Jaguar Land Rover is one of the many automakers that have announced plans to gradually discontinue the combustion engine in the coming years. The Jaguar brand will axe the ol' ICE in 2025 when the British luxury marque will morph into an EV-only company. In the long run, the Tata Motors-owned firm will embrace zero emissions by 2036, with the ultimate goal being to become CO2 neutral across the supply chain, operations, and products by 2039.
Beyond traditional electric vehicles, JLR is also investing time and money into the development of fuel cell technology. To that end, it's currently working on a hydrogen Defender prototype programmed to commence road testing late this year in the UK. The research being conducted to create a zero-emissions version of the off-roader is part of the company's "Project Zeus" engineering project, which is partially funded by the government-backed Advanced Propulsion Centre.
Gallery: Land Rover Defender fuel cell prototype
Technical specifications have not been released, but the adjacent video shows a Defender with two high-pressure hydrogen tanks flanking a battery pack that supports the fuel cell and captures the energy generated during braking. The fuel cell is mounted where you'd normally find the combustion engine, along with an air intake that draws the air necessary to mix with hydrogen in the fuel cell.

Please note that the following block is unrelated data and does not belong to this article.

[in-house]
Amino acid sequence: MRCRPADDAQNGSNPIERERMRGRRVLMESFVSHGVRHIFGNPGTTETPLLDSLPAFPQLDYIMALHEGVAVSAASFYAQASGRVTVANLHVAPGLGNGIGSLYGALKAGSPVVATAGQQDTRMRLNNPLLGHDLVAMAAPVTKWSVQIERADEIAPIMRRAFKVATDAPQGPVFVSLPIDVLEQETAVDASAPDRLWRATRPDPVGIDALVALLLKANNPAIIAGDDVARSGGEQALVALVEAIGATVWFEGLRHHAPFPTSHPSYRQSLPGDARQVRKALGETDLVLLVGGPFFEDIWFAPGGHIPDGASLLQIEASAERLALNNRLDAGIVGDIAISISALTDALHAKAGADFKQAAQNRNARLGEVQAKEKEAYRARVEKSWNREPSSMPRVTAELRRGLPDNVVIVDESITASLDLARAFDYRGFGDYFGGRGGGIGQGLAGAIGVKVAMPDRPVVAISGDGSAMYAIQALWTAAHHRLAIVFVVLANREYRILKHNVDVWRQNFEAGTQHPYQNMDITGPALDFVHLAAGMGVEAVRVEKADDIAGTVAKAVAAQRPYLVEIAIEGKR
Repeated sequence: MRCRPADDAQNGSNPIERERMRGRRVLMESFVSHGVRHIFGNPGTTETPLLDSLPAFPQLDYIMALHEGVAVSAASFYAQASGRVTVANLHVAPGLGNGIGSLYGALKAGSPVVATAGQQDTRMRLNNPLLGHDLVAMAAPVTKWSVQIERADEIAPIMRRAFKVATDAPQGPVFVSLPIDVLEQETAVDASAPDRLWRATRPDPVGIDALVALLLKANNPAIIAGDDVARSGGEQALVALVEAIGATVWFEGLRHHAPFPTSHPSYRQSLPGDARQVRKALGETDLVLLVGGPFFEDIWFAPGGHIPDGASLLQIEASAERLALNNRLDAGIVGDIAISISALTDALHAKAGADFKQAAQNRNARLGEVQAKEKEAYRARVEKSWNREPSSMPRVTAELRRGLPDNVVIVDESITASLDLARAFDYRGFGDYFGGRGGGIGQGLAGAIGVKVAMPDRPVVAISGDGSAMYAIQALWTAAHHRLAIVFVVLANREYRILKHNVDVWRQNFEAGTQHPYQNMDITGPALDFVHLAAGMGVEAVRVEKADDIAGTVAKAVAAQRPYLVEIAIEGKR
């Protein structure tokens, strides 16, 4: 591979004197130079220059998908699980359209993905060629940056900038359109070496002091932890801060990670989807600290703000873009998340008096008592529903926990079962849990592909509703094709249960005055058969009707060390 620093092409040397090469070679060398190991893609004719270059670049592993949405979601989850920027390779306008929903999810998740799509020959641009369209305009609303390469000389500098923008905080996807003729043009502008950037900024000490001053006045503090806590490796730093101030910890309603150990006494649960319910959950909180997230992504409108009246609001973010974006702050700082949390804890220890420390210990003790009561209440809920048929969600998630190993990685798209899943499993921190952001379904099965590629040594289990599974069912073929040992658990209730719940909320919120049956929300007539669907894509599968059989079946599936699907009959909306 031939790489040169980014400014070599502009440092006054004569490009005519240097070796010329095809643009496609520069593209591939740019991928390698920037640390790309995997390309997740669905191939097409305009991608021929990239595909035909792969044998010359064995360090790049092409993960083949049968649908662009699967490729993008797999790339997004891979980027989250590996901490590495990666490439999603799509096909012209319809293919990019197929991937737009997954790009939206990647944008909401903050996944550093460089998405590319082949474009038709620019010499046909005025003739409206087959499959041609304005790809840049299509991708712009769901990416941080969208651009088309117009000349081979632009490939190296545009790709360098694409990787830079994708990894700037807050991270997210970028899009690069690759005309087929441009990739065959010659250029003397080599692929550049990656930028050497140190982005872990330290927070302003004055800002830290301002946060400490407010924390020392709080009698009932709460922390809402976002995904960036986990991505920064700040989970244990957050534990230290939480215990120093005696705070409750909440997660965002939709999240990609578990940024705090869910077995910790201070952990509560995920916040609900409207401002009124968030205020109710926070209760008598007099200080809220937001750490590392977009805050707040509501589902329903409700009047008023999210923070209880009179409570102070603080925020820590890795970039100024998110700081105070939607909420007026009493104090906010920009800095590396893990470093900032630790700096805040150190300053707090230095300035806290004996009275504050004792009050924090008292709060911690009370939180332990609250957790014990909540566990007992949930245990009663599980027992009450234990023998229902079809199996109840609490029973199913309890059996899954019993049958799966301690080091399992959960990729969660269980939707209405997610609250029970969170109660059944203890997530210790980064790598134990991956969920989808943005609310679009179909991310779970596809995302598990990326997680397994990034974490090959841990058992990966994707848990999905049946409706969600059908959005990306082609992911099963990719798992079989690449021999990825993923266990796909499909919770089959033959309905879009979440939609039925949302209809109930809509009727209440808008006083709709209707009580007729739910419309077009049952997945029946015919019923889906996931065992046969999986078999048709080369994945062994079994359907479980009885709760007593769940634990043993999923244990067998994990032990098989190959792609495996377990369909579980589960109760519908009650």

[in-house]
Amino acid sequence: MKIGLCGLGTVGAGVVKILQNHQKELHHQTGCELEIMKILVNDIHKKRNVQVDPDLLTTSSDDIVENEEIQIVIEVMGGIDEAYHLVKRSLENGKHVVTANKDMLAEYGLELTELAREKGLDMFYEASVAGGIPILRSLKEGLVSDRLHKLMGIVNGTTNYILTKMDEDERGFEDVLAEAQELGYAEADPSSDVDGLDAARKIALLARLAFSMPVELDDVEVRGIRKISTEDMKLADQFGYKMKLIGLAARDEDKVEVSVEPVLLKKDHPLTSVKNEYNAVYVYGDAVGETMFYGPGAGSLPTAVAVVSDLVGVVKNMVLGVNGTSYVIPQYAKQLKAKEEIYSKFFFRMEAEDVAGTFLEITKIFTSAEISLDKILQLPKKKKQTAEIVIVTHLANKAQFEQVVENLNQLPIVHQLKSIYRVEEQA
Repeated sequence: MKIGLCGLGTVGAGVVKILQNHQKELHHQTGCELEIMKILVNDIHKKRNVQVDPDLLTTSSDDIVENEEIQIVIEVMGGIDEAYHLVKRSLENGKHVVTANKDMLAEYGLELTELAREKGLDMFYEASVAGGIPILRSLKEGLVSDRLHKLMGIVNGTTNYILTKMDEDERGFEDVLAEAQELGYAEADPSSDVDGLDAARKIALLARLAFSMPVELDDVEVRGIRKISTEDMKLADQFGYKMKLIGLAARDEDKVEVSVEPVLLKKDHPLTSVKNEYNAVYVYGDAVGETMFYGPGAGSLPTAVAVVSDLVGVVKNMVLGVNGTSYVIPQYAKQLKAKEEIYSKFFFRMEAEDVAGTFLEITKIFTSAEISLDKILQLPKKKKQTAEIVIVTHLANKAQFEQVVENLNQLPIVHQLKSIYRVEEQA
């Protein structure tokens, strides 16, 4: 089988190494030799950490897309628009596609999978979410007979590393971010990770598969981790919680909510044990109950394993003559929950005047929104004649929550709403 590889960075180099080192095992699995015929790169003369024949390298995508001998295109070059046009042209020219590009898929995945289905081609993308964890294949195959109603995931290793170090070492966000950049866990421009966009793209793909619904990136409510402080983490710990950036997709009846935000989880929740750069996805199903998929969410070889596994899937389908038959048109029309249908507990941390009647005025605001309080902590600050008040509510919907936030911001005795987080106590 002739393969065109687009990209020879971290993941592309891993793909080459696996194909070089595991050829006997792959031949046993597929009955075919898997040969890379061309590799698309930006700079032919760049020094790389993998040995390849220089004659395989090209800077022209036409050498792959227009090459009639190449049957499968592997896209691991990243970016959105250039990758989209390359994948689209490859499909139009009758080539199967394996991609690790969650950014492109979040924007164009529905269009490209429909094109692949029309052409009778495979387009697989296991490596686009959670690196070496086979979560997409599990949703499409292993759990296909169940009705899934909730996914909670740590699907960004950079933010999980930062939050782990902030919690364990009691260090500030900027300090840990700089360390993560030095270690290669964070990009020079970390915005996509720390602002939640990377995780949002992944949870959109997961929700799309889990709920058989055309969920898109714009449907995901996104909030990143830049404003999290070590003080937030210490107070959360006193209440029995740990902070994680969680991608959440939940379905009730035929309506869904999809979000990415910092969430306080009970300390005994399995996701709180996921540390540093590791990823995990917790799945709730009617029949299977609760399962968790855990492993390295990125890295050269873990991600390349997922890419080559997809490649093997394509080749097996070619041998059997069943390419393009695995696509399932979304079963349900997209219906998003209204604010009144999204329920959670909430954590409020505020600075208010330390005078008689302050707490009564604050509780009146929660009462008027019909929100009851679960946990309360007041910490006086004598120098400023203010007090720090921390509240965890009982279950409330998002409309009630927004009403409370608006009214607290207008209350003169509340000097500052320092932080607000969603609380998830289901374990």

Much like it's the case with the Toyota Mirai, the only emission that comes out of the exhaust is pure water resulted from the chemical reaction in the fuel cell. Land Rover says a hydrogen-fuelled vehicle has many benefits, including rapid refuelling and minimal loss of range in colder climates. Infrastructure is still a concern, but the International Energy Agency (IEA) estimates there will be 10,000 hydrogen refuelling stations by the end of the decade.
As a reminder, Land Rover has already electrified the Defender in more ways than one. Aside from mild-hybrid powertrains, there's also a P400e model serving as a plug-in hybrid with a turbocharged 2.0-litre petrol engine working together with an electric motor.
It has a combined output of nearly 400 bhp and 650 Newton-metres (479 pound-feet) of torque, good for a 0 to 60 mph run in 5.4 seconds and a top speed of 130 mph. It offers 27 miles (43 kilometres) of electric range courtesy of a 19.2-kWh battery.